First, the facts:
Title: Big Foot Knits
Author: Andi Smith
Published by: Cooperative Press, 2013
Type: Sock patterns
The In-Depth Look:
The author writes, “Why another sock book? After all, there are thousands of sock patterns out there, from the sublime to the divine, from the fancy to the frivolous, so why another one? The answer is pretty simple: as much as we covet and adore the sock patterns, so many of them seem to be designed for those who have narrow feet, ankles, and calves. As one who is not graced with such a shape, I started altering sock patterns until I hit upon an easy, intuitive way to make socks work for any shape or size.”
It’s true, too. Socks (and sock models) almost always have uniformly graceful and narrow feet, and as a person gifted with narrow feet herself, it’s not something I ever really thought about. Other than length, I’ve rarely ever needed to modify a sock pattern to fit my foot.
But as she points out, our feet have 26 bones, 107 ligaments, 33 joints, and 19 muscles and tendons, so it’s no wonder we’re all so different. There’s no question that those of us with rounder, shorter, or just plain awkwardly-shaped feet are going to be at just as much a disadvantage at knitting a “one size fits all” pattern as we would be if every single one of us tried knitting exactly the same sweater pattern–some of us would get a sock that fit perfectly, some of us would get a sock that fit tolerably, but the rest? Not so much–any more than all of us can wear the same size and style of shoe.
So, this book starts (she does warn you) with a little math–measuring, to be precise. To get perfectly-fitting socks, you need to know your measurements. She gives you precise instructions and a handy sheet to fill in with all the details, and then she goes on to talk about gauge–which is always my bugbear for sock knitting, since I tend to be a loose knitter.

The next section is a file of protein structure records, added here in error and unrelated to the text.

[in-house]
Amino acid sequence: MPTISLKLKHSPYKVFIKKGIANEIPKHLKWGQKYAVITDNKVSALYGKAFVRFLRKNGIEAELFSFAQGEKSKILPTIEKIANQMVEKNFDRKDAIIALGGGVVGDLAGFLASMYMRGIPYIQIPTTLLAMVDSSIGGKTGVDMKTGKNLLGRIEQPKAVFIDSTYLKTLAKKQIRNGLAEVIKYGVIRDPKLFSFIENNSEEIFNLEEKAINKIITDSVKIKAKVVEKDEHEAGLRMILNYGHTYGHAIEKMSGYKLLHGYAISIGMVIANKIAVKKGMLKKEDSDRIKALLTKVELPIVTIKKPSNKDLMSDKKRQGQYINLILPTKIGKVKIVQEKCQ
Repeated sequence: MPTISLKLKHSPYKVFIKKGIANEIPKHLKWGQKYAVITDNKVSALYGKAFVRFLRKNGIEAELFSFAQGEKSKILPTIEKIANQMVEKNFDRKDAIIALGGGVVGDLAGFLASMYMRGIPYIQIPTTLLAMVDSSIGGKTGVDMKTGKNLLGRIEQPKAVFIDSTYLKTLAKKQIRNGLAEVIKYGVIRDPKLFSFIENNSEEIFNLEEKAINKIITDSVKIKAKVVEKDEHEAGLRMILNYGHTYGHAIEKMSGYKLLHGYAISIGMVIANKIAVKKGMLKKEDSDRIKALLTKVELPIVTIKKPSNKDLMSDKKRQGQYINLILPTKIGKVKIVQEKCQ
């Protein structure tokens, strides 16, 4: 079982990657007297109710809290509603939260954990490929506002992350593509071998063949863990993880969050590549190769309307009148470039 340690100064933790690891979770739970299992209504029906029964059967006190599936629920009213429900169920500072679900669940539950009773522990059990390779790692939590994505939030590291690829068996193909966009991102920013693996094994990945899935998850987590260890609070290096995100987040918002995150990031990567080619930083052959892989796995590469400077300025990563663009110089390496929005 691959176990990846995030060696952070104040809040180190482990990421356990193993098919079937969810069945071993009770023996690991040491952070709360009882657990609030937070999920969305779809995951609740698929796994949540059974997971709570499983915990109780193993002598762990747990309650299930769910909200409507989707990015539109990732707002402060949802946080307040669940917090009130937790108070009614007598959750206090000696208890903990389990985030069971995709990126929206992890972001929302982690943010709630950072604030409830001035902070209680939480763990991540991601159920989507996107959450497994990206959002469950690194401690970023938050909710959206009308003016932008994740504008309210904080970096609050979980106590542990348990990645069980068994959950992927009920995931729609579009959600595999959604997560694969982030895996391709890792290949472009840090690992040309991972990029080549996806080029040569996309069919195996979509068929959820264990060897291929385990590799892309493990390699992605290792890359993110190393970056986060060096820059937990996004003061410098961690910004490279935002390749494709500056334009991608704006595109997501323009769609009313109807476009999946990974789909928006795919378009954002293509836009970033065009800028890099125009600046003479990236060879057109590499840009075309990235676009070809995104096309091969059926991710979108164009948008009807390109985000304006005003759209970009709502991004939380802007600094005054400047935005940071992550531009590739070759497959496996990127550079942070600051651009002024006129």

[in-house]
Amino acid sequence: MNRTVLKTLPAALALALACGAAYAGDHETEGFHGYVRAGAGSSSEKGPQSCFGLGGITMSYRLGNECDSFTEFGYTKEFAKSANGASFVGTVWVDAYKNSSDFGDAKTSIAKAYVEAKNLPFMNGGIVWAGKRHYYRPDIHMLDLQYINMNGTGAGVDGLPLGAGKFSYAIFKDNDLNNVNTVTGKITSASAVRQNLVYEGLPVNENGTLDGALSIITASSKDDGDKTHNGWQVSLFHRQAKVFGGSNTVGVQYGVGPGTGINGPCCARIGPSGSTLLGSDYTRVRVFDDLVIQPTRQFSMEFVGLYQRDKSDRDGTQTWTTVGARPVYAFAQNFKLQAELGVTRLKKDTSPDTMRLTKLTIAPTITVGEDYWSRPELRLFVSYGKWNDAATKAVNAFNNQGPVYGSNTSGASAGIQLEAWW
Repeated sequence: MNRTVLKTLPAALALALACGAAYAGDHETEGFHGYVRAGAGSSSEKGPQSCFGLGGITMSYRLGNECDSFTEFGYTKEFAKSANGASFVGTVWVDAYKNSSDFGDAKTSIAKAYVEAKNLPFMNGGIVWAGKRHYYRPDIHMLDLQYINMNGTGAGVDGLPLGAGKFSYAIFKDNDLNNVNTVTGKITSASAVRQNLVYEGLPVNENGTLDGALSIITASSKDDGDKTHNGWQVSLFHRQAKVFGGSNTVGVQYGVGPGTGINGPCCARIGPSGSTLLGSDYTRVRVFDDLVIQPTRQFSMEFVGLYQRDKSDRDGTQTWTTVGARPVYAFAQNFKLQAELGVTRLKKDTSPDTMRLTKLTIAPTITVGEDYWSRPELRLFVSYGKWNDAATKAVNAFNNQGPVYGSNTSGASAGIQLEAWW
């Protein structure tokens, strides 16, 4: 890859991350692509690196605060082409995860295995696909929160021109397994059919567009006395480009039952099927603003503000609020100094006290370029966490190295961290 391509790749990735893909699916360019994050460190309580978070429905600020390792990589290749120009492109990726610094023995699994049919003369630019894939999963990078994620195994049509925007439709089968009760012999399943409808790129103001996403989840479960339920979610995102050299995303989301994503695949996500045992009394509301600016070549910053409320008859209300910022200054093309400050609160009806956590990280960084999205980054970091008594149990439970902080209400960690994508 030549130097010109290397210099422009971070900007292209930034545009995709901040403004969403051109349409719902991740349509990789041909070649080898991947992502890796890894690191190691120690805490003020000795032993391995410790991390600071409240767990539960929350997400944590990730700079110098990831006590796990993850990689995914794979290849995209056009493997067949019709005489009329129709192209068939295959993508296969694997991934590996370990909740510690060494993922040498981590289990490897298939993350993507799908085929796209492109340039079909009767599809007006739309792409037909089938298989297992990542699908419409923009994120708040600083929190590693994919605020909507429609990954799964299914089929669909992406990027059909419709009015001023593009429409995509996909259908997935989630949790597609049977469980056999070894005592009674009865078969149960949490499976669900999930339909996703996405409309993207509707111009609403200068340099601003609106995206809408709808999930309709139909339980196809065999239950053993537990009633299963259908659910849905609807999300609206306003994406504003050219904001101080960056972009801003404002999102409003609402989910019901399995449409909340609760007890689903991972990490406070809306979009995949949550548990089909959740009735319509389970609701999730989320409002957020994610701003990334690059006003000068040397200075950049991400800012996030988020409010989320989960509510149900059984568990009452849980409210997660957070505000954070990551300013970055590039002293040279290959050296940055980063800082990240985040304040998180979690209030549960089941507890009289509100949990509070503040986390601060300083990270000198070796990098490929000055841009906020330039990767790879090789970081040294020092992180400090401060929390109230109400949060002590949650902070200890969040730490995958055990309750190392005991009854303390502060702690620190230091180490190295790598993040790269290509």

There are TONS of details, here, about what to measure, what to tweak, what decisions to make, all to get the perfect sock. What shape should you make the toes? How deep should the heel be? Where and what kind of shaping do you need? What about the ribbing for the cuff?
Basically, you could read and use just the first section of the book and have perfect socks forevermore … but where’s the fun in that? I mean, it’s wonderfully useful, but don’t we all want somebody else to do the heavy lifting for us once in a while? To put gorgeous and tempting pictures in front of us for inspiration? Luckily, the specific techniques of the first section are followed by 12 patterns, all with instructions for both toe-up or top-down construction, with tips as to how and where to make whatever modifications you need to make.
All in all, this is a really useful book, addressing a sock-making need that I honestly hadn’t thought of before–which makes it not only unique but fitting a very specific, helpful niche … even for those of us with narrow feet!
This review copy was kindly donated by Cooperative Press. Thank you!